UCL Institute for Innovation and Public Purpose


Rethinking Capitalism – a new elective module for UCL undergraduates

This module will provide students with a critical perspective on ‘grand-challenges’ affecting Western Capitalism and introduce them to new approaches to economics and policy.

Credit: Chris Ison/PA

About the module

Western Capitalism is in crisis, with falling productivity, investment and living standards, widening inequality, financial instability and the growing threat of climate change. This module – available to all 2nd and 3rd year UCL students - will provide students with a critical perspective on these ‘grand-challenges’ and introduce them to new approaches to economics and policy which challenge standard thinking.

The module will draw on the book “Rethinking Capitalism”, edited by Mariana Mazzucato (Director of IIPP) and Michael Jacobs (Visiting fellow in the UCL School of Public Policy). It will feature guest academic lectures from some of the chapter authors – including Stephanie Kelton, William Lazonick, Mariana Mazzucato and Carlota Perez as well as other leading thinkers such as Branko MilanovicEric BeinhockerAndy Haldane and Dimitri Zenghelis along with IIPP Deputy Director Rainer Kattel and IIPP Head of Research Josh Ryan-Collins.  

To give students a real understanding of modern-day policy challenges, these lectures will be combined with presentations by policy makers working at the frontline of the issues under discussion, including from the Bank of England, the UK Treasury and government departments dealing with innovation and climate change. 

The module will provide students with new theoretical and policy perspectives on the following issues:

  1. The market shaping forces of capitalism
  2. Rethinking fiscal policy
  3. Economic rent, land and housing
  4. The firm, competition and the sources of productivity growth
  5. The economy as a complex and evolving system
  6. Governing the digital economy
  7. New approaches to inequality
  8. Money, monetary policy and financial regulation
  9. The economics of climate change and sustainability
  10. The fourth industrial revolution: challenges and opportunities

The module will help students develop their critical thinking and make the connections between economic theory and real-world policy issues. It will introduce a range of different economics perspectives, including Neoclassical, post-Keynesian, ecological, evolutionary, Marxist and institutional economics theories and how their different assumptions link to different public policies.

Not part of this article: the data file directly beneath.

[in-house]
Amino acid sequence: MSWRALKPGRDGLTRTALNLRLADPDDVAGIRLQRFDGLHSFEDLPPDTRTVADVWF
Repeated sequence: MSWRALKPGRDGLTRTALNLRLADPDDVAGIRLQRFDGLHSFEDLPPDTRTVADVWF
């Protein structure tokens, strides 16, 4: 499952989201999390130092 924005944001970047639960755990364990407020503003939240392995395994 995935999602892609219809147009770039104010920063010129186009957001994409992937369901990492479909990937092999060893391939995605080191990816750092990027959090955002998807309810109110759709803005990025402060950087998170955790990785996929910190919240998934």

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Who can take the module?

The module would be suitable as an elective to a range of BA, BSc, BASc programmes, including in the Economics, SSEES, School of Public Policy, Institute of Education, the Bartlett and Engineering departments. The module does not require formal training in economics or any other quantitative or technical skills.

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Module structure

The module will involve one-hour lectures from the authors of the chapters in the book and/or IIPP staff along with one hour interactive presentations by policymakers working on the topics under discussion. As an example, we plan to invite Carlota Perez to give a lecture on the economics of innovation along with a senior civil servant from the Department of Business, Enterprise, Innovation and Skills to give an accompanying policy presentation.

The lectures would be complemented with a weekly one-hour small group seminar where ideas will be presented and discussed in greater depth. The module would be assessed via one short essay and a 2-hour exam.

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For further information about the module, please contact Cristy Meadows: c.meadows@ucl.ac.uk

Photo: Chris Ison/PA

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programmes economics innovation public policy government finance interdisciplinary